Winters is a freelance writer and editor who has written for a wide variety of academic and educational publishers. In the following essay, she discusses themes of truth and moral questions in Fox's story.
As John Rowe Townsend pointed out in A Sounding of Storytellers, children's literature in the 1950s and early 1960s tended to promote a gentle, reassuring view of children, their families, and their role in society. He wrote, "Childhood was part of a continuing pattern—the orderly succession of the generations—and [in the accepted view] children Page 293 | Top of Articlewere growing up to take their place in a known and understood world." By the late 1960s, however, people were becoming aware that this notion of childhood as a safe, protected time was just that—a notion—and it did not reflect the reality of children's lives. Children, like adults, suffer, experience trauma, and live through conflicting emotions about events they cannot control or justify.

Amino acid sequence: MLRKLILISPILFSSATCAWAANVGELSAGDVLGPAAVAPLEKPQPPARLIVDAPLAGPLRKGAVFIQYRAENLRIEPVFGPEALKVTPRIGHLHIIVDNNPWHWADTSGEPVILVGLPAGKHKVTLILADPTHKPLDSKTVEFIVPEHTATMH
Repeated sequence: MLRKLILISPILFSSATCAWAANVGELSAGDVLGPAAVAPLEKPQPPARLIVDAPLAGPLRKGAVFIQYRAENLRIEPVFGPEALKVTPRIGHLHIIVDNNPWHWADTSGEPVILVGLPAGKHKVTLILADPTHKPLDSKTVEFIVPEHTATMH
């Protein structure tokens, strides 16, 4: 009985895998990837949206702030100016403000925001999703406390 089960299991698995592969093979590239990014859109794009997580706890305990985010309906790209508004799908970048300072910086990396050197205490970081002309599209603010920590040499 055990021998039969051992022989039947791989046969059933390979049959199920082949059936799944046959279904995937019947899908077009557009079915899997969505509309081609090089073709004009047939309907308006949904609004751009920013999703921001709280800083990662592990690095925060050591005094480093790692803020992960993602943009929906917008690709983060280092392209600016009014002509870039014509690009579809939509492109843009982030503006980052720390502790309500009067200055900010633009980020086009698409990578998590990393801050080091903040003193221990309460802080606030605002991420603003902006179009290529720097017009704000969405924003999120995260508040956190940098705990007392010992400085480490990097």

As Townsend noted, Fox was one of the first writers to wake up to this reality. He wrote that she "was one of the small number of writers who brought quick sharp perceptions to the new and in many ways uneasy scene, and also an instinctive sympathy for the young who … had to deal with it." In her early works, children and adults fail to understand each other: there is no cozy bond between the generations. In The Slave Dancer, Fox takes a larger step and looks at a terrifying time in human history through the eyes of a boy who, like the slaves, is taken captive and experiences the horrendous reality of The Moonlight. Even worse, he must help others mistreat the slaves, using his gift for music as an instrument of torment. As Townsend wrote, the presence of a child in this setting is an alarming and awakening touch of truth. In The Slave Dancer,